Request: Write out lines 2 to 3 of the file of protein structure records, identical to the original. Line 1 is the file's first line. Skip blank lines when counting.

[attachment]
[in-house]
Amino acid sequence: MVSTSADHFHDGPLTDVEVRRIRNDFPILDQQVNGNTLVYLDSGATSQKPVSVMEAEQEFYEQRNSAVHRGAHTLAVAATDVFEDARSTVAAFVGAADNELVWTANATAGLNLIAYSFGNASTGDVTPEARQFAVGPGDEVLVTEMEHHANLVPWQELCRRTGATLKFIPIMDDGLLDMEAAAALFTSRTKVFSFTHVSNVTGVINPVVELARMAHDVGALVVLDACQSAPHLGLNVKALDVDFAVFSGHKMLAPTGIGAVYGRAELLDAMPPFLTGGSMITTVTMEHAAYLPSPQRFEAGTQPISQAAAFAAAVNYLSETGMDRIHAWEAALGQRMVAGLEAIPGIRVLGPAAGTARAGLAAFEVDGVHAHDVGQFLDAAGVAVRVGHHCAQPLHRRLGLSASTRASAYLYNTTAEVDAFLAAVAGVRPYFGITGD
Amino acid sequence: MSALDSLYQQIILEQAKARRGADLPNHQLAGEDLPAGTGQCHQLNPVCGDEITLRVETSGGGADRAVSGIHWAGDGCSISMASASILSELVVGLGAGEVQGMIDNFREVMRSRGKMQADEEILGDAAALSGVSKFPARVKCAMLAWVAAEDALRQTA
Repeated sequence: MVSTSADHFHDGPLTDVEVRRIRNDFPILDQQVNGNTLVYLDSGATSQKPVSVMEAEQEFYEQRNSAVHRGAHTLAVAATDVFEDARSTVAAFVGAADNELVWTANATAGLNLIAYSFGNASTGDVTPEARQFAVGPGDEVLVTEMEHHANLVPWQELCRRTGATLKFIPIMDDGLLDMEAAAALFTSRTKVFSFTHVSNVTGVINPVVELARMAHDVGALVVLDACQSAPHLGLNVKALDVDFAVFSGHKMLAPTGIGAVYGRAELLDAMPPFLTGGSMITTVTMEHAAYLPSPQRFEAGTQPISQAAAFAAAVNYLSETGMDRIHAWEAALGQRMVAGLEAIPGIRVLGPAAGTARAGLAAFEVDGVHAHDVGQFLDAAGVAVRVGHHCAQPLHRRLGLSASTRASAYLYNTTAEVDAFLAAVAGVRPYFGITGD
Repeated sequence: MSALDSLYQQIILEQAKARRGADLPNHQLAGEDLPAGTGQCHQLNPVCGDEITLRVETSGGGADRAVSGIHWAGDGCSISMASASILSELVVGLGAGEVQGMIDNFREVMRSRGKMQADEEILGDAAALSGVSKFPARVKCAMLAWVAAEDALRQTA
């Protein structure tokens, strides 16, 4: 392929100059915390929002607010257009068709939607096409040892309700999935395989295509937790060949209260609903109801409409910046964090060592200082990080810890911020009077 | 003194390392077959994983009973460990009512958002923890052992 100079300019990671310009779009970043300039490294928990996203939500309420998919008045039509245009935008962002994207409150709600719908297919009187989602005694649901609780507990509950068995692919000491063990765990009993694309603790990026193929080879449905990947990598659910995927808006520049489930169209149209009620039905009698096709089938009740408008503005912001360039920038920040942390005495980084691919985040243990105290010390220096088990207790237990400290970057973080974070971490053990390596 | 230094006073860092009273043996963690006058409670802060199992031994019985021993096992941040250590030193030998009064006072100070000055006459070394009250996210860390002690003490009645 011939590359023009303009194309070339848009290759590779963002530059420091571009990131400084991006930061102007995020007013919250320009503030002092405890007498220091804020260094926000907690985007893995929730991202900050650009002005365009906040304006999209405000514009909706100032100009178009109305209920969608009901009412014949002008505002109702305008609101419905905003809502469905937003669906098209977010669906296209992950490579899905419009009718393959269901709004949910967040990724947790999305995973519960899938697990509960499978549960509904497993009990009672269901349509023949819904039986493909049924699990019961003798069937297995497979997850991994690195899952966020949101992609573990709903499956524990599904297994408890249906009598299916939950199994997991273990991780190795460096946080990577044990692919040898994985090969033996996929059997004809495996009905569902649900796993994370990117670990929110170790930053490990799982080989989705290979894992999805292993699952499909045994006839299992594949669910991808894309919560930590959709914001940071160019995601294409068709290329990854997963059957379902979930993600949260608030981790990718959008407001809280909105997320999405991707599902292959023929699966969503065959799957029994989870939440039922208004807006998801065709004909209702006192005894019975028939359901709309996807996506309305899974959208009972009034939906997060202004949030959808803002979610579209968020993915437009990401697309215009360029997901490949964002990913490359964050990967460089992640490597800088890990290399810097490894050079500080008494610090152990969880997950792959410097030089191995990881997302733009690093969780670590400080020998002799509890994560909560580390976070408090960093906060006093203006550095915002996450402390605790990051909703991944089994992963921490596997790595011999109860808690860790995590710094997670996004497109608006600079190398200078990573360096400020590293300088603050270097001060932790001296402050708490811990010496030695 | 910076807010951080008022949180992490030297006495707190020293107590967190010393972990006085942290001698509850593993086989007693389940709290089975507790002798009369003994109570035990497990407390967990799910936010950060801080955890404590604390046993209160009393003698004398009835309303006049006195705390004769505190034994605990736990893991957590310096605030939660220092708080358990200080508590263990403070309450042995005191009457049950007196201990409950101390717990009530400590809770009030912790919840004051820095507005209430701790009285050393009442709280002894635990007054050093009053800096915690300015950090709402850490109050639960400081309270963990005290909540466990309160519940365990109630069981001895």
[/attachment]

Amino acid sequence: MVSTSADHFHDGPLTDVEVRRIRNDFPILDQQVNGNTLVYLDSGATSQKPVSVMEAEQEFYEQRNSAVHRGAHTLAVAATDVFEDARSTVAAFVGAADNELVWTANATAGLNLIAYSFGNASTGDVTPEARQFAVGPGDEVLVTEMEHHANLVPWQELCRRTGATLKFIPIMDDGLLDMEAAAALFTSRTKVFSFTHVSNVTGVINPVVELARMAHDVGALVVLDACQSAPHLGLNVKALDVDFAVFSGHKMLAPTGIGAVYGRAELLDAMPPFLTGGSMITTVTMEHAAYLPSPQRFEAGTQPISQAAAFAAAVNYLSETGMDRIHAWEAALGQRMVAGLEAIPGIRVLGPAAGTARAGLAAFEVDGVHAHDVGQFLDAAGVAVRVGHHCAQPLHRRLGLSASTRASAYLYNTTAEVDAFLAAVAGVRPYFGITGD
Amino acid sequence: MSALDSLYQQIILEQAKARRGADLPNHQLAGEDLPAGTGQCHQLNPVCGDEITLRVETSGGGADRAVSGIHWAGDGCSISMASASILSELVVGLGAGEVQGMIDNFREVMRSRGKMQADEEILGDAAALSGVSKFPARVKCAMLAWVAAEDALRQTA